Being smack in the middle of next generation mobile communications we want to reveal the trends we see emerging from our global user survey with 48,000 respondents.
Based on our findings people in the West (Europe, North America), using Nimbuzz on their mobile, prefer asynchronous (text messaging) means of communication, as opposed to respondents from MENA (Syria, Libya, Saudia Arabia, Egypt), who prefer synchronous (voice calls) ways of mobile communication.
According to the latest numbers made available on the Android Developers blog, 70% of all the active Android phones are running on Android 2.x.
This is quite a huge jump if you think that back in May 63,6% of all active phones were running on 1.5 and 1.6, so the Android 2.1 and 2.2 jumped from 30% to 70% in only 3 months.
This change in stats was caused by the big number of new mobile phones released lately but also due the large number of upgrades including the HTC trio of the Nexus One, EVO 4G and Desire handsets that now run on 2.2.
A big advantage of this achievement is that makes it easier for developers to create apps. Less fragmentation means that developers need to take in account less variables when creating apps, which means that we can all enjoy better quality apps :D.
via engadget and phonearena
I still remember my first mobile phone like it was yesterday! It was a Nokia 1010 and it was so cool back then. I could send text messages, call my friends and even play snake on it :D. Not a lot but it was so nice to have a mobile :P!
Later on I have tested and owned quite a few mobiles and from Nokia I switched to Sony Ericsson, to HTC back to Nokia and of course iPhone. Using all these models I had the opportunity to try T9 mobiles, QWERTY phones and touch screens and each time I changed my phone I needed a short period to adapt to the keyboard, menu, functionality, ringtone and other small things that each phone has.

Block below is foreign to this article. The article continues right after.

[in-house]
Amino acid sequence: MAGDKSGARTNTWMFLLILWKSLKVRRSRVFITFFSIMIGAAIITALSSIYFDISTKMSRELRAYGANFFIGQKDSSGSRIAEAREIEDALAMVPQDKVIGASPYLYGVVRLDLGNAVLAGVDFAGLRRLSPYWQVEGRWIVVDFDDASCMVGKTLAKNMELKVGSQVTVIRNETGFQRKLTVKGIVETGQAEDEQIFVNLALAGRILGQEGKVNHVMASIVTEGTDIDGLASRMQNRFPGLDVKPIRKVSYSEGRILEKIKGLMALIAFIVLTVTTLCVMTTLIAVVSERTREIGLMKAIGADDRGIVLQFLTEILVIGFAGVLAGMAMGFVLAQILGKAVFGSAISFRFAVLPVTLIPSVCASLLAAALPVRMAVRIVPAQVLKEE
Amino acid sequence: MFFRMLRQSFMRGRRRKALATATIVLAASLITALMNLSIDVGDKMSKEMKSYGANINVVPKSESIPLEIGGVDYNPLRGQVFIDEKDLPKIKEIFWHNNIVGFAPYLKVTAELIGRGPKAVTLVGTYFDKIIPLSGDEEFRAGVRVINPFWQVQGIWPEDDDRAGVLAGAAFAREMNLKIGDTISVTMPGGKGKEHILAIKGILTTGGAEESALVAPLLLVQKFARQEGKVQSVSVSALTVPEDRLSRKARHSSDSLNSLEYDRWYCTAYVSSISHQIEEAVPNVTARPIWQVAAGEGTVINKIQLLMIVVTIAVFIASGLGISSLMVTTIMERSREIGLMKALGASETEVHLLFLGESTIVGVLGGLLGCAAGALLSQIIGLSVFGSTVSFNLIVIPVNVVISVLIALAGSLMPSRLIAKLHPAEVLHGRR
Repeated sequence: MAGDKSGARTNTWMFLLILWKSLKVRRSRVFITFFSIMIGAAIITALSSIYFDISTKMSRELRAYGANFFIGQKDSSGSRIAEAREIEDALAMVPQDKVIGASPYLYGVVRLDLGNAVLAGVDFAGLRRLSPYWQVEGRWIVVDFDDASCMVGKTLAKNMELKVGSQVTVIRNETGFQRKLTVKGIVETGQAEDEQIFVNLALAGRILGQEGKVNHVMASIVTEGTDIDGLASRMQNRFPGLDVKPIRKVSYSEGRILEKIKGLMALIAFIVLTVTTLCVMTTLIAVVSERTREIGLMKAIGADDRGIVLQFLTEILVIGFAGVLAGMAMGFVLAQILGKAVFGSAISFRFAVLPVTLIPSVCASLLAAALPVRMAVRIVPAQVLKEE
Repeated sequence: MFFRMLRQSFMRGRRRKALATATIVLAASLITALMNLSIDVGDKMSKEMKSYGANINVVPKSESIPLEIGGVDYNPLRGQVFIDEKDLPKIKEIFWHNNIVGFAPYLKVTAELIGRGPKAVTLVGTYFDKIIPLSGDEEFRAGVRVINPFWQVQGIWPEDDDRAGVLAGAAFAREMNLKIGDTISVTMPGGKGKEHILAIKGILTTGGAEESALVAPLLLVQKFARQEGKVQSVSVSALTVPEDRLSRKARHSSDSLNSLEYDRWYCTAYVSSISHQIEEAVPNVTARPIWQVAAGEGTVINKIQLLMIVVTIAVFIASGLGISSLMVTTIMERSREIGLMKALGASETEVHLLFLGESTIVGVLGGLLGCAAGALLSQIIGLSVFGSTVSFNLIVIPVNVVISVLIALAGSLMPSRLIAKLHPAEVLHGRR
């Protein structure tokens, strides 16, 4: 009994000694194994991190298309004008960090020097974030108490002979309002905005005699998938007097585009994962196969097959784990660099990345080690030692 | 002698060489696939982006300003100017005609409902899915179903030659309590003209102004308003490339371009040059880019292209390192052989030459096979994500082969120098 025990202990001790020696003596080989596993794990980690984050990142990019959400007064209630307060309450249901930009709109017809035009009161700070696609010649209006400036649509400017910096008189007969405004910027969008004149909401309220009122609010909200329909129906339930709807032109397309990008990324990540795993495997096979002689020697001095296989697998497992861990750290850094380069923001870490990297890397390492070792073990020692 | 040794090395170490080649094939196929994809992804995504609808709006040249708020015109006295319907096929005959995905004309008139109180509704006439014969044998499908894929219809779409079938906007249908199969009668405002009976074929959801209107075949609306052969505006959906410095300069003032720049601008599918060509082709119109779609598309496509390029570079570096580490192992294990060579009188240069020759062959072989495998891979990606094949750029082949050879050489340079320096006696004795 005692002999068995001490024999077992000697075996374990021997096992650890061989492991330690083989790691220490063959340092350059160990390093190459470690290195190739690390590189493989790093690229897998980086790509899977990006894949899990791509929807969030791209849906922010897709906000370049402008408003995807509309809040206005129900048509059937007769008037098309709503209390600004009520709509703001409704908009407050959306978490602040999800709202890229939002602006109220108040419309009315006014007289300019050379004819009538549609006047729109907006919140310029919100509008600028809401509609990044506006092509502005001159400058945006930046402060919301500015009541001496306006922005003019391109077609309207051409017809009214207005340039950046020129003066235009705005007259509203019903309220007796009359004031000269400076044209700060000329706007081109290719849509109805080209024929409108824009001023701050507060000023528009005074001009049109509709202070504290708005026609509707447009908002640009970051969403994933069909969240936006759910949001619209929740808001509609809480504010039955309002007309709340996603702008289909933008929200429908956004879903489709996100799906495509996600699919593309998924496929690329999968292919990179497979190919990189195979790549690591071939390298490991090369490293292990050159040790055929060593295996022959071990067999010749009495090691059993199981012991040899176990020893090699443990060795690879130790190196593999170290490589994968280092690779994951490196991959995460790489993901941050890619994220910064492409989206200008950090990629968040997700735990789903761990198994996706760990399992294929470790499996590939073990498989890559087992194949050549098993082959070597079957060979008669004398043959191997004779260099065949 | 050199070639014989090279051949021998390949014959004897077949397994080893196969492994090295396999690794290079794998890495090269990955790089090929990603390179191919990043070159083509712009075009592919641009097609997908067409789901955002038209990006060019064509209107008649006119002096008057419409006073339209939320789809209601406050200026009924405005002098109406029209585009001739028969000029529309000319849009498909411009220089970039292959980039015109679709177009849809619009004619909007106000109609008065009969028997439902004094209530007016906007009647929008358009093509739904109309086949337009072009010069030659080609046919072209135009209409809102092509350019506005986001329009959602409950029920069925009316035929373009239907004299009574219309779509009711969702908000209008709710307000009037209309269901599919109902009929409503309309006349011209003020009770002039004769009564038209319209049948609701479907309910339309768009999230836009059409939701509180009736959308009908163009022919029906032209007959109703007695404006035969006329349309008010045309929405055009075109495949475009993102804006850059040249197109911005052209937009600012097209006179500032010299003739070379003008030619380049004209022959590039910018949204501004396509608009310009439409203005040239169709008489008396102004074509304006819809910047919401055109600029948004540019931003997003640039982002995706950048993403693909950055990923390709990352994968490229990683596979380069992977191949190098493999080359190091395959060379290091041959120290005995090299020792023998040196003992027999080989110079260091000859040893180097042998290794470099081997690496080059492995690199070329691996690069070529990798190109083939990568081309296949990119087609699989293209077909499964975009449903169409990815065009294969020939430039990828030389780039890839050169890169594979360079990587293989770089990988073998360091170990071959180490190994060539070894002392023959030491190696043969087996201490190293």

However I guess the biggest changes were when I switched from T9 to QWERTY and from QWERTY to touch screen, each time I felt a big improvement and finally after all these years of testing and switching back and forth I can say: my favorite mobile phones are the touchscreen ones :).
I am pretty sure that when Romans said Divide et Impera (Divide and Conquer) they didn’t have this in mind! What?? Even more diversity in the Nokia plethora of operating systems. Really?
My only worry about this is that Nokia will have one more platform to focus on while keeping the others alive. I mean there are already a lot of variations when it comes to operating systems on Nokia phones. One can find Java, different Symbian versions (a lot of them), Maemo, and soon even more devices with MeeGo. This could make Nokia lose its focus and instead of creating one competitive device they will make 10 average ones.